A guide to practical babooning: Historical, social, and cognitive contingency

Authors

  • Louise Barrett

    Professor of Psychology at the University of Lethbridge, Corresponding author
    1. Behavior and Evolution Research Group, Department of Psychology, University of Lethbridge, Canada
    2. Behavioral Ecology Research Group, University of KwaZulu-Natal, South Africa
    • Behavior and Evolution Research Group, Department of Psychology, University of Lethbridge, Canada
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    • In collaboration with Peter Henzi, she studies the evolutionary ecology of the Papio baboons, and is conducting a long-term field study of baboon socioecology in the Western Cape, South Africa


Abstract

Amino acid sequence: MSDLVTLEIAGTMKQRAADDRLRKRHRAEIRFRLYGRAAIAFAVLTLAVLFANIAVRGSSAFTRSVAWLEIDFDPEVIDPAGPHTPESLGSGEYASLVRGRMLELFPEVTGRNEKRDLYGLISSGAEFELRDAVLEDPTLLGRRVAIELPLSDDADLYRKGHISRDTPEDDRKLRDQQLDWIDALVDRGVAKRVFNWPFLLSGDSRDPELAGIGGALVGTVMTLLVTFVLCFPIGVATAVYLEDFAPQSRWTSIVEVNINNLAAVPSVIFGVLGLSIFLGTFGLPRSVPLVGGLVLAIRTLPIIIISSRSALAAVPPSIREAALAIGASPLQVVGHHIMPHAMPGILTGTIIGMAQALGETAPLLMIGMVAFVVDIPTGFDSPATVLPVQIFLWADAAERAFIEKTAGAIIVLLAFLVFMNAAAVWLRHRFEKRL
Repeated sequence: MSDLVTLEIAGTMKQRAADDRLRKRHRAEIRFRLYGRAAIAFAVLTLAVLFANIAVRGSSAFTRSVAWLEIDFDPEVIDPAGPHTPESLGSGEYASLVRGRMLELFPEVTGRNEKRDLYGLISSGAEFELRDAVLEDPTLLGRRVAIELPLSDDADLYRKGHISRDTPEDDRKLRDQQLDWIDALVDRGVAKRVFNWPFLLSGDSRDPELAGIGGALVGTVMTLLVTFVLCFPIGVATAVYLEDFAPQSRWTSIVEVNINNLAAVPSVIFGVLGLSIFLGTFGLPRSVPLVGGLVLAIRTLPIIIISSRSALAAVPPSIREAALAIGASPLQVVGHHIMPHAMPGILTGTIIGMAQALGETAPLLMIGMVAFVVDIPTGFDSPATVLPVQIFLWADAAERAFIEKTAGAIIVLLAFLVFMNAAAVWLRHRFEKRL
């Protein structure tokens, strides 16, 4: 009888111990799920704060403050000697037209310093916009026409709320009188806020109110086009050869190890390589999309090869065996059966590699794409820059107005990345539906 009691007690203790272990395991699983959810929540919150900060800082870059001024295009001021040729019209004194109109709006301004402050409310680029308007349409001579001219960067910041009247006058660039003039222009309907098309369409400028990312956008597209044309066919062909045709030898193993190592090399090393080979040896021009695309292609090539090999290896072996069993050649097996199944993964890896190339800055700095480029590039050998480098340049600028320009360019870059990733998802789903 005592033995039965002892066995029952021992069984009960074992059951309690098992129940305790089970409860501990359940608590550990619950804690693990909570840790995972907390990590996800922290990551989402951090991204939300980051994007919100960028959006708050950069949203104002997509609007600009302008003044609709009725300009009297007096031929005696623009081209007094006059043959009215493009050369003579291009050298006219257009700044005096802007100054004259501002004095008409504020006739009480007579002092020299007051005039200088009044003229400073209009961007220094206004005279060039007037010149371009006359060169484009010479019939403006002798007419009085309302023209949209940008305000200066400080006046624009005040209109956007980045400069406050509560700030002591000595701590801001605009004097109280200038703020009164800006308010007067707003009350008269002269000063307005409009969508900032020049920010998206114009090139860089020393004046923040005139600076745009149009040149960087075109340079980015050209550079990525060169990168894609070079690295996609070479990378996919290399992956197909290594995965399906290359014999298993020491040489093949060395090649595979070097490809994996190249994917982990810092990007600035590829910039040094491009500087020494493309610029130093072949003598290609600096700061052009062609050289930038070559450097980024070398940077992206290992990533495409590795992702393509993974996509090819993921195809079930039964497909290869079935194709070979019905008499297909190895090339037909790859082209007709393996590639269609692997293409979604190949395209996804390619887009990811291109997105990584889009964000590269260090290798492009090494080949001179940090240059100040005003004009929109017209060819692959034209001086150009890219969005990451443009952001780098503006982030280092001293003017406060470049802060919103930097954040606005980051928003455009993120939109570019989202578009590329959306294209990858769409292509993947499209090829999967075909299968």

As ecologically adaptable animals, baboons are distributed widely across Africa, and display a variety of morphological and behavioral differences that reflect both local ecology and a complex evolutionary history. As long-lived, slowly reproducing animals, baboons face numerous ecological challenges to survival and successful reproduction. As group-living animals, the social world presents an equally diverse array of challenges that require the negotiation of individual needs within the constraints imposed by others. Understanding how all these facets of baboon evolutionary history, life history, ecology, sociality, and cognition fit together is an enormous but engaging challenge, and despite one hundred years of study, it is clear there is a still much to learn about the various natural histories of baboons. What also is clear, however, is that an appreciation of contingency holds the key to understanding all these facets of baboon evolution and behavior. In what follows, I hope to illustrate exactly what I mean by this, highlighting along the way that history is not to be ignored, variability is information and not merely “noise”, and that behavioral and cognitive complexity can be two very different things.

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